Bees’ Needs Week (July 13th-19th) is an annual event coordinated by Defra working alongside charities, businesses, farming and conservation groups and academic institutions to raise awareness of bees and other pollinators.
Bees and other pollinators play a crucial role in food production and agriculture – they contribute the equivalent of more than £500 million a year to UK agriculture and food production, by improving crop quality and quantity – and are also vital to our wider, natural ecosystems.
Laura Harpham, Project Officer, CFE, said: “It’s great to be working with CFE partners, including the NFU, as well the NFFN, their members and supporters. Together we can champion the fantastic work done on farms to provide habitat for bees and other pollinators, and highlighting guidance and resources to help more of the industry to get involved.”
Martin Lines, UK Chair, Nature Friendly Farming Network, said: “Pollinators play an important role in our ecosystem, but they also provide enormous benefits to the food system, farming businesses and people’s wellbeing. The NFFN is delighted to be involved with Bees’ Needs Week, to help people reconnect with sustainable farming and nature. By working together, we can bring wildlife back.”
Using #BeesNeeds, @CFEonline and @NFFNUK will be giving the farming perspective on the five simple actions everyone can take to help pollinators. Whether you are a farmer, a gardener, or a land manager, you can get involved:
- Grow more flowers, shrubs and trees
- Let your garden grow wild
- Cut your grass less often
- Don’t disturb insect nest and hibernation spots
- Think carefully about whether to use pesticides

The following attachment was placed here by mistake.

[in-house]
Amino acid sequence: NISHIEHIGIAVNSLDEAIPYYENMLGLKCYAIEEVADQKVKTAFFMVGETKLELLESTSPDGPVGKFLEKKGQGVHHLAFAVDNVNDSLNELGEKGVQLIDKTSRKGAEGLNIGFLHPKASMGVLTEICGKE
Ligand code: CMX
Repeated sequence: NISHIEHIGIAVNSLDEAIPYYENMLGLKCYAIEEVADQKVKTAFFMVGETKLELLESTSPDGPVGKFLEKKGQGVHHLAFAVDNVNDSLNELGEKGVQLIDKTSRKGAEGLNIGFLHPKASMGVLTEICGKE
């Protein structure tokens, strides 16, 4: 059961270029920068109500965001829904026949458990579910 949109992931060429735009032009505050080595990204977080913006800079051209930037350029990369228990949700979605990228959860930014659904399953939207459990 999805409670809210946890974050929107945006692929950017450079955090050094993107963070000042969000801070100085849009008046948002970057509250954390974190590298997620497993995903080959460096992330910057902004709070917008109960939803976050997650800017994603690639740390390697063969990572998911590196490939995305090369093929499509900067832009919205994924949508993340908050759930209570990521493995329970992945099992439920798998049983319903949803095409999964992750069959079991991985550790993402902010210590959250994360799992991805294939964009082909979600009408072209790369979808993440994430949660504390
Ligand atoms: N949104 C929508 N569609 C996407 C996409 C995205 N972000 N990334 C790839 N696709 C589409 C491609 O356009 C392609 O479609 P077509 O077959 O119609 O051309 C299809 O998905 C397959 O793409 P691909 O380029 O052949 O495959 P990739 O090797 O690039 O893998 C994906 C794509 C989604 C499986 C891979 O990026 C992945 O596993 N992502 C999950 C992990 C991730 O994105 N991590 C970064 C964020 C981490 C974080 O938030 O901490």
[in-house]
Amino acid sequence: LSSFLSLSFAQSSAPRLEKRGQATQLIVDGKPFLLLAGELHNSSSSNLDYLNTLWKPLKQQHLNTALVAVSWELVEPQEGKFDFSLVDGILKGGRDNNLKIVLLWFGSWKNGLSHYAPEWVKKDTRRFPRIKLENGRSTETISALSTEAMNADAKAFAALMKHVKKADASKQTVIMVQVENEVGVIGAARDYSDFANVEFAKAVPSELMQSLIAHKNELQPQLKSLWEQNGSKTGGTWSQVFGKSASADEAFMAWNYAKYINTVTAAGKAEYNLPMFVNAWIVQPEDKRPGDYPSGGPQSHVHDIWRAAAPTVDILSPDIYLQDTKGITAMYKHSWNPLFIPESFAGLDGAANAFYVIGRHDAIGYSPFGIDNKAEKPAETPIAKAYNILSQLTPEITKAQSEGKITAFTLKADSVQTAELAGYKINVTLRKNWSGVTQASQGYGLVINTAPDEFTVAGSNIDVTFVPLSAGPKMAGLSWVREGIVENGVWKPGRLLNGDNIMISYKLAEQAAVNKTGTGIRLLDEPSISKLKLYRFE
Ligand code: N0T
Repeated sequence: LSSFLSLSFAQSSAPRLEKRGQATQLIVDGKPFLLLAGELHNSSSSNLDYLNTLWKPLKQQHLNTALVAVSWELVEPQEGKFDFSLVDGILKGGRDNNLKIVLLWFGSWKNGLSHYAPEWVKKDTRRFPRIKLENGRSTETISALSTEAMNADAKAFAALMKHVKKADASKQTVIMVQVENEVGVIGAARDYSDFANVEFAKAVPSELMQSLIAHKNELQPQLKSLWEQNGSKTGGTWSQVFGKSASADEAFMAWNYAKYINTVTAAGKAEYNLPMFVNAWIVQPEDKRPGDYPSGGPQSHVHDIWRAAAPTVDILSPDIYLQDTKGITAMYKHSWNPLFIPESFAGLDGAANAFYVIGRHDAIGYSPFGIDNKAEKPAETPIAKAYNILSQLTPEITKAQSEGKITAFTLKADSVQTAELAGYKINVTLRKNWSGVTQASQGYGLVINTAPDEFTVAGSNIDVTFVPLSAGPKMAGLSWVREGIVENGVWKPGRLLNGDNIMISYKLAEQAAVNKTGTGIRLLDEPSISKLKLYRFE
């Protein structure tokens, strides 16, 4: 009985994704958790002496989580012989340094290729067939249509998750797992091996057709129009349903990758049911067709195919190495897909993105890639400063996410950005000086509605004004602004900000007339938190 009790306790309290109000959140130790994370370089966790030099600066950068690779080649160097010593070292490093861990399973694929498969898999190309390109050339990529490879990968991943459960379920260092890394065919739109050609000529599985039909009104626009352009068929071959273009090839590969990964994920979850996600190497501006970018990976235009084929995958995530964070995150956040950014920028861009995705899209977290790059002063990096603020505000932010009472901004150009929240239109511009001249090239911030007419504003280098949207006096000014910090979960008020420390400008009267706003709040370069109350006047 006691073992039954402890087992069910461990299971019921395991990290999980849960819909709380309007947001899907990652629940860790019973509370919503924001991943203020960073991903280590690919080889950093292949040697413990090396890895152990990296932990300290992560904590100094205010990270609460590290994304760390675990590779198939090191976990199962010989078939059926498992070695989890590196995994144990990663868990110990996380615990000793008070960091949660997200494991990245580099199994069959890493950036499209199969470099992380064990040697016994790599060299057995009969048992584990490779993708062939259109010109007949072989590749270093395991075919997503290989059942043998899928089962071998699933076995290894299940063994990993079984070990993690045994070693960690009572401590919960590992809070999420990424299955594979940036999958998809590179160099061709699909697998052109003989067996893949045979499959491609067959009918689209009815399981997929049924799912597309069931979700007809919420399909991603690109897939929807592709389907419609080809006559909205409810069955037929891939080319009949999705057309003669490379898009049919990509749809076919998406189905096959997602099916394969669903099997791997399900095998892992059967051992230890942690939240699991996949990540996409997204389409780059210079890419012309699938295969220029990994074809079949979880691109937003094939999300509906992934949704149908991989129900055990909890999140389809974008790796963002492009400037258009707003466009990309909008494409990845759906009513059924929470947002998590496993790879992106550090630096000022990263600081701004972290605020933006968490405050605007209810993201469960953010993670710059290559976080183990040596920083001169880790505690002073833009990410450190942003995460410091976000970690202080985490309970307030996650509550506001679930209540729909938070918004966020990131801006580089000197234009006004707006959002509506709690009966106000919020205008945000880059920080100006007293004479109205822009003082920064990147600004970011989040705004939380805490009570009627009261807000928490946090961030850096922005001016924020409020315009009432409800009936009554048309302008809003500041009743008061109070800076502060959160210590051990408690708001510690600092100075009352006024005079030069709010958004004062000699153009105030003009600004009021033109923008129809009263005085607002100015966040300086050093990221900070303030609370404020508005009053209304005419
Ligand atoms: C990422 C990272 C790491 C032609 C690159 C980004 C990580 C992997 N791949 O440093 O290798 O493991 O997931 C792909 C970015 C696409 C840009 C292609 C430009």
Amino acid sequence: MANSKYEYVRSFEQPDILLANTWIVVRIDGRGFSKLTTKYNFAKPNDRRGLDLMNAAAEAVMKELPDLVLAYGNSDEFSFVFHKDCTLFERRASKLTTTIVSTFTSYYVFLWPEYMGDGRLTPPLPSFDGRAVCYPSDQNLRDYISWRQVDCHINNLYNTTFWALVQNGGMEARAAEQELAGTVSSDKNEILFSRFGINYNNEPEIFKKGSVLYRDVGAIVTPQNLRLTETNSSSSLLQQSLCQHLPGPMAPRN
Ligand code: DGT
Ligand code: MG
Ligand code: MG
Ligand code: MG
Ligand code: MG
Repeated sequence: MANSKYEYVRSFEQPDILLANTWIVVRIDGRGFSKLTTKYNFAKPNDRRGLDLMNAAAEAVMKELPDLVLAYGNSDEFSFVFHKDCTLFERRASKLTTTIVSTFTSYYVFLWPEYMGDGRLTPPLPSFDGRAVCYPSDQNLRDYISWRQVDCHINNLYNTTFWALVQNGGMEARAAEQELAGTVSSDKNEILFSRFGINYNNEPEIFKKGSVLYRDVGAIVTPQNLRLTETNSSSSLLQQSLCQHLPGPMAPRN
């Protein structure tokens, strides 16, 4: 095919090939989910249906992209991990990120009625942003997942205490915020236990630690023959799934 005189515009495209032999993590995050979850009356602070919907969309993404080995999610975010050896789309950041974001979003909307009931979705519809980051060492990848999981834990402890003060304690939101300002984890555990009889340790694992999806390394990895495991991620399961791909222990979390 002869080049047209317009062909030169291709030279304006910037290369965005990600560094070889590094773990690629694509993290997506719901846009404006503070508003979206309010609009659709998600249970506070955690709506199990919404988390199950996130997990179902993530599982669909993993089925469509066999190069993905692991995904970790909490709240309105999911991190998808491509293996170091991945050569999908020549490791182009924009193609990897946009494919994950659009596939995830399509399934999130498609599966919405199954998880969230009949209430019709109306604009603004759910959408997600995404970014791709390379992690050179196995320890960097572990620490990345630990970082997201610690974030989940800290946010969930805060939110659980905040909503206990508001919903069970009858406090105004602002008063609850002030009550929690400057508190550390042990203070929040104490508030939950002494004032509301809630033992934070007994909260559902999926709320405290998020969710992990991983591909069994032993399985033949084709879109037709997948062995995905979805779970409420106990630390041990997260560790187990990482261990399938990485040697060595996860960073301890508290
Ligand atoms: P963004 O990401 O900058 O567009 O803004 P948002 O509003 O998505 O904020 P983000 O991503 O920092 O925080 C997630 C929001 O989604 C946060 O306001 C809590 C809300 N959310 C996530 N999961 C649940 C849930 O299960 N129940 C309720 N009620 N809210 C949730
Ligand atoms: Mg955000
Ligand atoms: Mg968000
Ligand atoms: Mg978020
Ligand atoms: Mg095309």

The campaign will be encouraging as many people as possible to spend 10 minutes in the sun to count insects for the UK’s Pollinator Monitoring Scheme (PoMS).
Environment minister Rebecca Pow said:
“I am hugely grateful to Championing the Farmed Environment for its continued commitment to action for our pollinating insects. Pollinators play a crucial role in food production and agriculture, and are also vital to our ecosystem. They are our unpaid army of friends.
“During this unprecedented time, many of us have connected with nature more than ever before, I would urge everyone who can, to do simple things – like growing more flowers, growing them for a long a season as possible, and cutting grass less often (I’m doing this at home and the bees are loving the clover) – to ensure our precious pollinators thrive.”
Through the National Pollinator strategy, Defra is working with farmers, business and conservation organisations to provide pollinator habitat on farmland, in urban areas and in gardens.
Nature-friendly farming success stories:
- David Butler, a mixed farmer from Wiltshire, dedicated 8% of his crop area to wildlife habitats and recent insect surveys have shown positive increases in species numbers. Flowering crops, like spring beans, depend on pollinators for their success and by encouraging these species on the farm, yields and productivity have increased.
- Sally-Ann Spence, a mixed farmer from Oxfordshire, has a nectar margin, pollinator strips and 100 acres of grassland on her farm. These important habitats for pollinators have increased beneficial insects, which has meant that Sally has reduced chemical use. These insects also support other important wildlife species on the farm, such as farmland birds, and help the ecosystem on the farm to thrive.
- Stephen Honeywood, an arable farmer for Jordans Cereals from Suffolk, has dedicated 12% of his land to wildlife to attract pollinators and rare butterflies. His hedges are left to grow and he plants a wild seed mix which benefits pollinating insects including solitary bees, bumble bees, butterflies and hover flies.